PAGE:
“Originally, we all had brown eyes”, said Prof Hans Eiberg from the University of Copenhagen, who led the team.
Blue eye colour most likely originated from the near east area or northwest part of the Black Sea region, where the great agriculture migration to the northern part of Europe took place in the Neolithic periods about six–10,000 years ago.
“That is my best guess,” he said. “It could be the northern part of Afghanistan.”
The mutation affected a gene called OCA2 and “literally 'turned off' the ability to produce brown eyes”, he says. OCA2 is involved in the production of melanin, the pigment that gives colour to hair, eyes and skin.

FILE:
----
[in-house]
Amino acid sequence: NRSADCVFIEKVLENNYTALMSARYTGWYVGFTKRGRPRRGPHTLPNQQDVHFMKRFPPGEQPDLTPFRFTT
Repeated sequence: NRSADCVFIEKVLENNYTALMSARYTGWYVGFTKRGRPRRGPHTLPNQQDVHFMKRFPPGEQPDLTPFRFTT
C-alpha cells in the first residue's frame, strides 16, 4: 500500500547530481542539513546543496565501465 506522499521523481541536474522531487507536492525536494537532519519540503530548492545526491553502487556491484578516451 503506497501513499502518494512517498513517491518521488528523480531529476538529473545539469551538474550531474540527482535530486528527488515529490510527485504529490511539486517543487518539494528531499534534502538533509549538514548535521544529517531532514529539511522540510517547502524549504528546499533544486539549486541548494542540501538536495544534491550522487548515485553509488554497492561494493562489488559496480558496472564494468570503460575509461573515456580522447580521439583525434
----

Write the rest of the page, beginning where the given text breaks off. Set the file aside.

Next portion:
The mutation in the adjacent gene does not switch off the OCA gene entirely but limits its action, reducing the production of melanin in the iris of the eye – “diluting” brown eyes to blue. If the OCA2 gene had been completely turned off, those who inherited this mutation would be without melanin in their hair, eyes or skin colour - albino.
For the study, Prof Eiberg’s team examined DNA in blue-eyed individuals in countries as diverse as Jordan, India, Denmark and Turkey.
His findings are the latest in a decade of genetic research, which began in 1996, when Prof Eiberg first implicated the OCA2 gene as being one of those responsible for eye colour.
“They have all inherited the same switch at exactly the same spot in their DNA. From this we can conclude that all blue-eyed individuals are linked to the same ancestor,” said Prof Eiberg, who reports the work in the journal Human Genetics.